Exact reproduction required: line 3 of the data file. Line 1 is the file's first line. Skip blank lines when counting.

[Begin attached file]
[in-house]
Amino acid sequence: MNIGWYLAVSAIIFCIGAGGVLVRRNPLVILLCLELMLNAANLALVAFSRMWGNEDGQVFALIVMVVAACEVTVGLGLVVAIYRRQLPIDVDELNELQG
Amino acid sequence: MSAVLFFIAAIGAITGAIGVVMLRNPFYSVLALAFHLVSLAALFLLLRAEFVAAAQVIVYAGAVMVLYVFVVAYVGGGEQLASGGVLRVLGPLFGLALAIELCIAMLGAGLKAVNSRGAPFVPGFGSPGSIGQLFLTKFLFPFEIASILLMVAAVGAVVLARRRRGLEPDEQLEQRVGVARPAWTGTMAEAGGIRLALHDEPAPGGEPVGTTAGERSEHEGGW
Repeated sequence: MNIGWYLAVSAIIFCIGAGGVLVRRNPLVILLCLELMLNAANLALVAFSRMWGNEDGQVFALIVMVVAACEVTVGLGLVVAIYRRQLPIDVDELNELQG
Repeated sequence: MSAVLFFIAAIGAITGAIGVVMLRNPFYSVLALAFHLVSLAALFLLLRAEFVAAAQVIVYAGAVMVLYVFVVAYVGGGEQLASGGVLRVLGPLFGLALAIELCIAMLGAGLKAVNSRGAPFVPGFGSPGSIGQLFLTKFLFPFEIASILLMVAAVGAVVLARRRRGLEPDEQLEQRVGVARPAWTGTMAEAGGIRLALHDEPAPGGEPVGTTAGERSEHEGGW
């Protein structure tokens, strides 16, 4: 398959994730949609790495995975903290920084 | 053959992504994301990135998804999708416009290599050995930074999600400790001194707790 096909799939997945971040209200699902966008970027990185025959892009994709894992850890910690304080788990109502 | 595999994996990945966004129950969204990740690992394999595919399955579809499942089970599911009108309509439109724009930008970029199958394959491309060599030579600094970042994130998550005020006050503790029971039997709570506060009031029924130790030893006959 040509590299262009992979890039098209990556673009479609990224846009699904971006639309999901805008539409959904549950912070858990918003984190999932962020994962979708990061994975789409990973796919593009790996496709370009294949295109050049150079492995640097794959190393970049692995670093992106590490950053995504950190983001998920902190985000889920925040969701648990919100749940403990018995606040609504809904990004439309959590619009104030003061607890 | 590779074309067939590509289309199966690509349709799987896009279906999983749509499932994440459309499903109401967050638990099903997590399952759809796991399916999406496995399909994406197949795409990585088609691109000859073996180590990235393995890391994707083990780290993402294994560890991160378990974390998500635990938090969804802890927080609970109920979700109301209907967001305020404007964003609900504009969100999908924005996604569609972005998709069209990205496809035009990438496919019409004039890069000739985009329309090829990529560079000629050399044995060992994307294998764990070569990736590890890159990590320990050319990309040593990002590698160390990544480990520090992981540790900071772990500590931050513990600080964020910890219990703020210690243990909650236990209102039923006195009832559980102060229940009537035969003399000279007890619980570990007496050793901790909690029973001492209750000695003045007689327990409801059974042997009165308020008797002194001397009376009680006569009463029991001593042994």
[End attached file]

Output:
Amino acid sequence: MSAVLFFIAAIGAITGAIGVVMLRNPFYSVLALAFHLVSLAALFLLLRAEFVAAAQVIVYAGAVMVLYVFVVAYVGGGEQLASGGVLRVLGPLFGLALAIELCIAMLGAGLKAVNSRGAPFVPGFGSPGSIGQLFLTKFLFPFEIASILLMVAAVGAVVLARRRRGLEPDEQLEQRVGVARPAWTGTMAEAGGIRLALHDEPAPGGEPVGTTAGERSEHEGGW